1) The celebration. Well, maybe Coach Richt did learn something during his time at "Da U". Frequent commentor randomterrace has already done a great job evaluating this, as has Quinton over at the Georgia Sports Blog.
It's worth noting that Coach Richt never told the bench players to go out on the field. The original plan was for the players on the field to "take a picture" of each other with invisible cameras. But in retrospect, that would have probably been good for a 15 yard penalty and little else. The bedlam that the larger, impromptu celebration created was actually far more effective at jacking up the players and the crowd.
Also, remember last year when Wisconsin coach Bret Bielema had his kickoff team jump offside repeatedly against Penn State to kill the clock before halftime? That intentional infraction was hailed as sheer genius, and I don't quite understand the distinction. I would analogize Coach Richt's admonition to his team more closely to a baseball manager intentionally going out to spar with the umpire to fire up his charges. And no one has ever argued that doing that is poor form. If so, then Bobby Cox would probably be banned from the game.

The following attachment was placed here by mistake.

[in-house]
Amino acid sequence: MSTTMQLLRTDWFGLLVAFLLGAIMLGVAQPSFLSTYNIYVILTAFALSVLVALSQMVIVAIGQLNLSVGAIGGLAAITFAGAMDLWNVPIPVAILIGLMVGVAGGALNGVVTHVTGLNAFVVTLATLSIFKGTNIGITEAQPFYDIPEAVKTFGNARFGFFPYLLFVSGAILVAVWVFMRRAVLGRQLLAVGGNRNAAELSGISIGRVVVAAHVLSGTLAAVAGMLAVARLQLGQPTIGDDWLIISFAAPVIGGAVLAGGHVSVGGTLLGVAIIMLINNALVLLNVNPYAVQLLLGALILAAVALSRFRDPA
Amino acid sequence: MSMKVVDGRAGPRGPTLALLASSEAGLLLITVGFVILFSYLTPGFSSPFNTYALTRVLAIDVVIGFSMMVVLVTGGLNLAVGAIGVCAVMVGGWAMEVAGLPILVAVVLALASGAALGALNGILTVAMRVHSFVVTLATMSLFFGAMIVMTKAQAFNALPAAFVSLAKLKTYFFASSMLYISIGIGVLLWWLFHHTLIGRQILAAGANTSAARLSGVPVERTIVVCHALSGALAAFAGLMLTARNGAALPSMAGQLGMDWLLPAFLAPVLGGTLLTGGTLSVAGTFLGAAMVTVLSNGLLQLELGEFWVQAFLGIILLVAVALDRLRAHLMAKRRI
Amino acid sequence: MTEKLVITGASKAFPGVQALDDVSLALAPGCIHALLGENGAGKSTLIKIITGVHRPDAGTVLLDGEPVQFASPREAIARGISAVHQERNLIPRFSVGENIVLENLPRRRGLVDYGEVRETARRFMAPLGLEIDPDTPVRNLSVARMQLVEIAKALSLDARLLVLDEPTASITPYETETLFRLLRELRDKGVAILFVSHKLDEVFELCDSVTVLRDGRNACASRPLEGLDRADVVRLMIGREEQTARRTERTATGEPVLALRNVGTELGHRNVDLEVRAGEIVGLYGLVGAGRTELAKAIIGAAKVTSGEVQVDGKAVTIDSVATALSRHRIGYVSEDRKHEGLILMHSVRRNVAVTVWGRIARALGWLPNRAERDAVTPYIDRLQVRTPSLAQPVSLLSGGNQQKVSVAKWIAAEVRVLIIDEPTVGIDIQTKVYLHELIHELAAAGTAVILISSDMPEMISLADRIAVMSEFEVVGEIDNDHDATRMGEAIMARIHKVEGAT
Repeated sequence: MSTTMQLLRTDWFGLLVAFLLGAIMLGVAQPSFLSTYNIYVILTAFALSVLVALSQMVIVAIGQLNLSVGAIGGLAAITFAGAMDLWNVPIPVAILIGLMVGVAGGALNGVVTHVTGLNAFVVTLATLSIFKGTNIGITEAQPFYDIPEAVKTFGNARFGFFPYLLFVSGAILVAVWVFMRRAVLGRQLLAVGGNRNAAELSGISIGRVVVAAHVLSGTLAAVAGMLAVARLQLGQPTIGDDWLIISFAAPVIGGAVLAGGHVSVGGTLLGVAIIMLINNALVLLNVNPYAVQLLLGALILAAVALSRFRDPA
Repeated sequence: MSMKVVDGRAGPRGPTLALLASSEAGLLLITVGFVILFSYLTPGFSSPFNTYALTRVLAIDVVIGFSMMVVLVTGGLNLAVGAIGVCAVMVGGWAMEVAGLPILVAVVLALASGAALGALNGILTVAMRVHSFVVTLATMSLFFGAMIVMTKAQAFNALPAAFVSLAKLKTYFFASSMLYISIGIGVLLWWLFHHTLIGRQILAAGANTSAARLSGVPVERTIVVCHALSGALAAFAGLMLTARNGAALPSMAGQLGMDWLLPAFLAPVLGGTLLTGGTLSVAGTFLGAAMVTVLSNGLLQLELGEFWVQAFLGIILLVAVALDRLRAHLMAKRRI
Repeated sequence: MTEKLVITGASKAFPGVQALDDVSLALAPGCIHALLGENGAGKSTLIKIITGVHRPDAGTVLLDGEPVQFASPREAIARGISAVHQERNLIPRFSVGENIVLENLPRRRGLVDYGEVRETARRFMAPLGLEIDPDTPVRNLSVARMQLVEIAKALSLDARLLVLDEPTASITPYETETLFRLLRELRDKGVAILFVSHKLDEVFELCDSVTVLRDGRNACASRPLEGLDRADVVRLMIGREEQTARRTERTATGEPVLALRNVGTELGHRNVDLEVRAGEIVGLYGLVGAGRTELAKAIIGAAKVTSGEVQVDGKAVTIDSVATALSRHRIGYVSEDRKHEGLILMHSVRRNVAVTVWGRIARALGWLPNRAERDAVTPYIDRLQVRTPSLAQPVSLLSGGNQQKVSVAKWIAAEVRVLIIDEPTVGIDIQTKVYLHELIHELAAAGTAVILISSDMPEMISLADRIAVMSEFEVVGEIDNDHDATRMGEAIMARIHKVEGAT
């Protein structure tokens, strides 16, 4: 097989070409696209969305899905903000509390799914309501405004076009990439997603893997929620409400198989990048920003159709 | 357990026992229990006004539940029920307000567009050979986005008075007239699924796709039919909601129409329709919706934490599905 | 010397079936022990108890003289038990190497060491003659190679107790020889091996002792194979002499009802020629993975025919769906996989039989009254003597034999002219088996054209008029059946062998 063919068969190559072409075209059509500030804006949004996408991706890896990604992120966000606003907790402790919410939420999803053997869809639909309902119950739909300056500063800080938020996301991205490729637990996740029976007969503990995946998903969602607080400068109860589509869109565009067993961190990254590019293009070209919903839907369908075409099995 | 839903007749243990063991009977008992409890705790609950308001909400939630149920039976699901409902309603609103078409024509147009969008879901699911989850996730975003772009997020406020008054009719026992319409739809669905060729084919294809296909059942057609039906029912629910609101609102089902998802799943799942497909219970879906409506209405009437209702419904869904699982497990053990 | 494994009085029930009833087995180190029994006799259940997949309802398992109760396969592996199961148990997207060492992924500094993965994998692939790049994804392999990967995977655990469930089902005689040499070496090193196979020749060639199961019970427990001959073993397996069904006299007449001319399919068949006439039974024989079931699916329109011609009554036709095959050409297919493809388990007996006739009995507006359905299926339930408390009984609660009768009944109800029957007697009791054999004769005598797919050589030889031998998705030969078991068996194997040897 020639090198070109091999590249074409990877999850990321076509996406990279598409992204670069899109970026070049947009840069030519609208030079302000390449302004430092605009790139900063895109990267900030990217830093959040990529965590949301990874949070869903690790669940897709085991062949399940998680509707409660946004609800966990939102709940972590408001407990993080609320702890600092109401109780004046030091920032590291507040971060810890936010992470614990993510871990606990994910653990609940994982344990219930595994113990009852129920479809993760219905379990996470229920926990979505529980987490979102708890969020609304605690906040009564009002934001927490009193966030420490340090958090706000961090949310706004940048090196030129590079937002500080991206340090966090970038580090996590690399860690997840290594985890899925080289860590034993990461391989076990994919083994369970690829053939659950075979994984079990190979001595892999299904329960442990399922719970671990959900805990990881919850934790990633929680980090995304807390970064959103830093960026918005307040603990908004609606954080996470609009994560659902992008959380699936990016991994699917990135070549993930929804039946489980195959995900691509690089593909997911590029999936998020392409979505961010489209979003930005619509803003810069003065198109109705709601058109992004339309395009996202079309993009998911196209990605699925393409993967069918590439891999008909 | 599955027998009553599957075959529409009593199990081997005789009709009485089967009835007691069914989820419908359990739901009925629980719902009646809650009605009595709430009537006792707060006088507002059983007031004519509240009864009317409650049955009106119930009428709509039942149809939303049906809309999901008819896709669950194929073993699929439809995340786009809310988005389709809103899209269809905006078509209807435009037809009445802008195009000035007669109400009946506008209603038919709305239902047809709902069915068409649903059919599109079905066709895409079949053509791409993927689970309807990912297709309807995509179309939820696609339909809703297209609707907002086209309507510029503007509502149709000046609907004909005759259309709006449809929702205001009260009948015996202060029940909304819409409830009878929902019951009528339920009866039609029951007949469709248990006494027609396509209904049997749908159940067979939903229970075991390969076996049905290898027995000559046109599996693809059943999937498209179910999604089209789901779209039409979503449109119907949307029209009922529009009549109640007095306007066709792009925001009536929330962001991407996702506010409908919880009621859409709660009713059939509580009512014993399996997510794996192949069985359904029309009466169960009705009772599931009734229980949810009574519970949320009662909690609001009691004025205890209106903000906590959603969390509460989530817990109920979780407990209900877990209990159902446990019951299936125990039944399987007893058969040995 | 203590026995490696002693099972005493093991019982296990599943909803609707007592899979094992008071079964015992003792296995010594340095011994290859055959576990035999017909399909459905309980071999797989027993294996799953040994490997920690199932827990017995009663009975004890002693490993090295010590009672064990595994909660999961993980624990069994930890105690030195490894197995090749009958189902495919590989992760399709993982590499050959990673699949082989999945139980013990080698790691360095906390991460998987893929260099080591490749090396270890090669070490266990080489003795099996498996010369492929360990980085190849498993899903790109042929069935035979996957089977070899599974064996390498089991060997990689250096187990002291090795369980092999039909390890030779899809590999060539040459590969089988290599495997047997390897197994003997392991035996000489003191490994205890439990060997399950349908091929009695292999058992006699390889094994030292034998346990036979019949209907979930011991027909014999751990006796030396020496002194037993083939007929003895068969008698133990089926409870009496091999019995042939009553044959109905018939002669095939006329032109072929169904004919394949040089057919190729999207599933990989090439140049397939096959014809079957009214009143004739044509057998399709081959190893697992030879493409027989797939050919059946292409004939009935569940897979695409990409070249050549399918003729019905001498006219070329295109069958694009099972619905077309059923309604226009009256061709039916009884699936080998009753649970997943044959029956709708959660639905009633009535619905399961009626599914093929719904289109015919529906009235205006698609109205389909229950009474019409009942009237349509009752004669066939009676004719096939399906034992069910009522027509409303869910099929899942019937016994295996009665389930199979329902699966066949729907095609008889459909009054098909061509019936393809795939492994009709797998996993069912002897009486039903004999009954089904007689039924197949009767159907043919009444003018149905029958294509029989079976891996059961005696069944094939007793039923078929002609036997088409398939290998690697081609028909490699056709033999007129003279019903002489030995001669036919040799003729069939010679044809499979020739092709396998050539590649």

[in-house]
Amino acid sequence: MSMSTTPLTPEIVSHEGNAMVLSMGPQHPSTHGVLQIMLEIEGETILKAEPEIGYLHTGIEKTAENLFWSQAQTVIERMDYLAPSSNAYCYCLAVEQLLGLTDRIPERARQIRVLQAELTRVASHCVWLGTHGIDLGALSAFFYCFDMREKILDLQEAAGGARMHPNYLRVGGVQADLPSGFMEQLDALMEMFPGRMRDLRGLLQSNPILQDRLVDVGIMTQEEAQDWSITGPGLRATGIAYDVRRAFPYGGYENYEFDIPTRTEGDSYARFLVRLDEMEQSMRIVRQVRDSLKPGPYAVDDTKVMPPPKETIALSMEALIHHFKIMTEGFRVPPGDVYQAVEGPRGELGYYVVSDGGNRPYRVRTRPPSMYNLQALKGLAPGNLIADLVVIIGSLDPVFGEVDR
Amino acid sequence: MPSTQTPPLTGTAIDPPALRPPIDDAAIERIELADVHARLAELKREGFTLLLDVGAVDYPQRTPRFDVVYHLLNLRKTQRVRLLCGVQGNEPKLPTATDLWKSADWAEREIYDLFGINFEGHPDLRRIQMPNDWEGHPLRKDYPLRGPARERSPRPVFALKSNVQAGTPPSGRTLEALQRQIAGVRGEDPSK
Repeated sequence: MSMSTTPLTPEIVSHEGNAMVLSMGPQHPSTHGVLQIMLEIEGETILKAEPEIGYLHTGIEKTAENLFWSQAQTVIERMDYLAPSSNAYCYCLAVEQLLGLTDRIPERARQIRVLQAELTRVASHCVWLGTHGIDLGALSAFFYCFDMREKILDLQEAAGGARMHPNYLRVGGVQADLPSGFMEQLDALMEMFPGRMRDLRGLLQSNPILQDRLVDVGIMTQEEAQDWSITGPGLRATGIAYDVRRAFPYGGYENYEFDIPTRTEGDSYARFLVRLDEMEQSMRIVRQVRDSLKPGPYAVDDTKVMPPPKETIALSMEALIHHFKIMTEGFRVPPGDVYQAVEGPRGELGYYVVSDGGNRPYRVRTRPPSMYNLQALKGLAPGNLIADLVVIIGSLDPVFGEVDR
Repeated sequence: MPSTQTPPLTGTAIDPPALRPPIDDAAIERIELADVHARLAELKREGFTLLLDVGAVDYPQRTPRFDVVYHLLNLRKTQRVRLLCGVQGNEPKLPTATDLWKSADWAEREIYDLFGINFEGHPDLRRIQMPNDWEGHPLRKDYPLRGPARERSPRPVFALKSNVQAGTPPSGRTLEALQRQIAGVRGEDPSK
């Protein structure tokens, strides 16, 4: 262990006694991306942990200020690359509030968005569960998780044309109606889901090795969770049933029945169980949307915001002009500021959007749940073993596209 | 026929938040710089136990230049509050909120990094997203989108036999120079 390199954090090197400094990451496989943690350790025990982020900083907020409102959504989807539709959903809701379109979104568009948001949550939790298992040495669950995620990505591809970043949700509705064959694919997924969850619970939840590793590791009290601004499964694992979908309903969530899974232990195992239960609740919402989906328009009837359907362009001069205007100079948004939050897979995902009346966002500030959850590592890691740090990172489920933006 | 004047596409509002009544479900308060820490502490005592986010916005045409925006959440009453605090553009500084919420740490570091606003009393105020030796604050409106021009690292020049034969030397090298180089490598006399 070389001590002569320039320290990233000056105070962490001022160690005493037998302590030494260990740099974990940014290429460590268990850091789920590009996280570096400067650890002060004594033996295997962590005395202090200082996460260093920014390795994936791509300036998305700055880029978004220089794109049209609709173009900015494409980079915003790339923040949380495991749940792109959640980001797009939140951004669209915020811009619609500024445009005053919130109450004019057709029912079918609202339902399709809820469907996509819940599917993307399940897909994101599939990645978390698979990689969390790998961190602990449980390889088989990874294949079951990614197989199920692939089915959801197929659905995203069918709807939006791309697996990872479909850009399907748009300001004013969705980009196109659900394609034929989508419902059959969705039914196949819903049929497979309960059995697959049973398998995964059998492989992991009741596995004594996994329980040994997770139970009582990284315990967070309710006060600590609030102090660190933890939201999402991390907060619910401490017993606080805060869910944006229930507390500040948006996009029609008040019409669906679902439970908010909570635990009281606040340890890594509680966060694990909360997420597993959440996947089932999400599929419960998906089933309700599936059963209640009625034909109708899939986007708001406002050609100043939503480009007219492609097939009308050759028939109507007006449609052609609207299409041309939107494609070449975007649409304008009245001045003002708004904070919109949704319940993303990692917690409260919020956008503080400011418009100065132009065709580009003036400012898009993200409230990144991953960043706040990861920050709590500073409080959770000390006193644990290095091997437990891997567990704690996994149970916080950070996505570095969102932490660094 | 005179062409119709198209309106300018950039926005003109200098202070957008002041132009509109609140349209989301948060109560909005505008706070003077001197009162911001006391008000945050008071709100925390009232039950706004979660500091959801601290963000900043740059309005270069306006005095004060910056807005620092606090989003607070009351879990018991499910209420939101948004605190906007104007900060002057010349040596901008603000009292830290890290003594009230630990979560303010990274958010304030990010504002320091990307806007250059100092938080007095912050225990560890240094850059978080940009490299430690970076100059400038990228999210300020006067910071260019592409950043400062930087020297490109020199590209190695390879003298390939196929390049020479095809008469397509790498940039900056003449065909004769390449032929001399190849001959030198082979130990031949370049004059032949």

Urban Meyer will spin this episode as disrespectful to his team before next year's game, though to his credit he has refused to say such a thing to the media. The fact is history is written by the victors. We needed to come out and break the strong psychological hold Florida had on this series, and strong ailments call for strong cures. The best way to stop being picked on by the school bully is to come out and punch the bully in the mouth. That's what we did. Hamp's comment crystalizes it: "the intended effect was clearly achieved in the players, coaches and fans. It was such a bold (call it immature and foolish if you like) move that it set the tone that this year we were not going to play this game like we played many of the last 10-15 games in this series - like a kid desperately holding onto a toy just waiting for a bigger kid to come take it away." Or, as Coach Richt said after the game, if you do the same thing over and over again, you can expect the same result.